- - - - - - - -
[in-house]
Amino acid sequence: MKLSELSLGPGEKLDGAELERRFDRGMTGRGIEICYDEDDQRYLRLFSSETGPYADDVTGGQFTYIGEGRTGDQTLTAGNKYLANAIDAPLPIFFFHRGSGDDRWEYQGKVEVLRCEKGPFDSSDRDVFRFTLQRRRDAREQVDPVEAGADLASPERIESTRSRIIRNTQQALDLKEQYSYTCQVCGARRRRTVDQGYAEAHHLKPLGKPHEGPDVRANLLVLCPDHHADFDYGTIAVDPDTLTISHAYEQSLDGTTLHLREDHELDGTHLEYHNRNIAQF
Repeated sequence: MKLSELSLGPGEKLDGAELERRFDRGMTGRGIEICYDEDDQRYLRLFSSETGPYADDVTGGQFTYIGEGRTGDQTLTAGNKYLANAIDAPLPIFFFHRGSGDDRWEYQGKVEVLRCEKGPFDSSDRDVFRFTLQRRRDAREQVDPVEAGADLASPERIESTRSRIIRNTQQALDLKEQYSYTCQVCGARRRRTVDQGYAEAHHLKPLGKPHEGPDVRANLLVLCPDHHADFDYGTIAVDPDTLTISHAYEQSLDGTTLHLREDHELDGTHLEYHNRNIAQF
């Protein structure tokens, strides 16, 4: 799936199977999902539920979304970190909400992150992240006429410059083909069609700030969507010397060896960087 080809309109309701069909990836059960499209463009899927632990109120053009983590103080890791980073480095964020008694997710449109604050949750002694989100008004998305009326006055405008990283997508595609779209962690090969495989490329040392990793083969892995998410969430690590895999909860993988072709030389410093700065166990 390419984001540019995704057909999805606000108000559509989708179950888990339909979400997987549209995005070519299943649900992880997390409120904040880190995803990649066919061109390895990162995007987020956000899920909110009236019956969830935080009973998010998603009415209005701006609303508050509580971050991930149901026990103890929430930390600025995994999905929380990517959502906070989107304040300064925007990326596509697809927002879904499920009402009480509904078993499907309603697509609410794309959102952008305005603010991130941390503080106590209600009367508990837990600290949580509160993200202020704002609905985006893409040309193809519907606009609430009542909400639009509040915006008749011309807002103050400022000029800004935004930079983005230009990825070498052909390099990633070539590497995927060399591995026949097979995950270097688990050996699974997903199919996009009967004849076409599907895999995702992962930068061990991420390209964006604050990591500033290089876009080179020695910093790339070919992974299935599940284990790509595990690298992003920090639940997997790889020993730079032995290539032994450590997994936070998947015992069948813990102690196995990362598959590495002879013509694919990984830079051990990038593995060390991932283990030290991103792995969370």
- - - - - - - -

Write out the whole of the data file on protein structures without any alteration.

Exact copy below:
[in-house]
Amino acid sequence: MKLSELSLGPGEKLDGAELERRFDRGMTGRGIEICYDEDDQRYLRLFSSETGPYADDVTGGQFTYIGEGRTGDQTLTAGNKYLANAIDAPLPIFFFHRGSGDDRWEYQGKVEVLRCEKGPFDSSDRDVFRFTLQRRRDAREQVDPVEAGADLASPERIESTRSRIIRNTQQALDLKEQYSYTCQVCGARRRRTVDQGYAEAHHLKPLGKPHEGPDVRANLLVLCPDHHADFDYGTIAVDPDTLTISHAYEQSLDGTTLHLREDHELDGTHLEYHNRNIAQF
Repeated sequence: MKLSELSLGPGEKLDGAELERRFDRGMTGRGIEICYDEDDQRYLRLFSSETGPYADDVTGGQFTYIGEGRTGDQTLTAGNKYLANAIDAPLPIFFFHRGSGDDRWEYQGKVEVLRCEKGPFDSSDRDVFRFTLQRRRDAREQVDPVEAGADLASPERIESTRSRIIRNTQQALDLKEQYSYTCQVCGARRRRTVDQGYAEAHHLKPLGKPHEGPDVRANLLVLCPDHHADFDYGTIAVDPDTLTISHAYEQSLDGTTLHLREDHELDGTHLEYHNRNIAQF
């Protein structure tokens, strides 16, 4: 799936199977999902539920979304970190909400992150992240006429410059083909069609700030969507010397060896960087 080809309109309701069909990836059960499209463009899927632990109120053009983590103080890791980073480095964020008694997710449109604050949750002694989100008004998305009326006055405008990283997508595609779209962690090969495989490329040392990793083969892995998410969430690590895999909860993988072709030389410093700065166990 390419984001540019995704057909999805606000108000559509989708179950888990339909979400997987549209995005070519299943649900992880997390409120904040880190995803990649066919061109390895990162995007987020956000899920909110009236019956969830935080009973998010998603009415209005701006609303508050509580971050991930149901026990103890929430930390600025995994999905929380990517959502906070989107304040300064925007990326596509697809927002879904499920009402009480509904078993499907309603697509609410794309959102952008305005603010991130941390503080106590209600009367508990837990600290949580509160993200202020704002609905985006893409040309193809519907606009609430009542909400639009509040915006008749011309807002103050400022000029800004935004930079983005230009990825070498052909390099990633070539590497995927060399591995026949097979995950270097688990050996699974997903199919996009009967004849076409599907895999995702992962930068061990991420390209964006604050990591500033290089876009080179020695910093790339070919992974299935599940284990790509595990690298992003920090639940997997790889020993730079032995290539032994450590997994936070998947015992069948813990102690196995990362598959590495002879013509694919990984830079051990990038593995060390991932283990030290991103792995969370």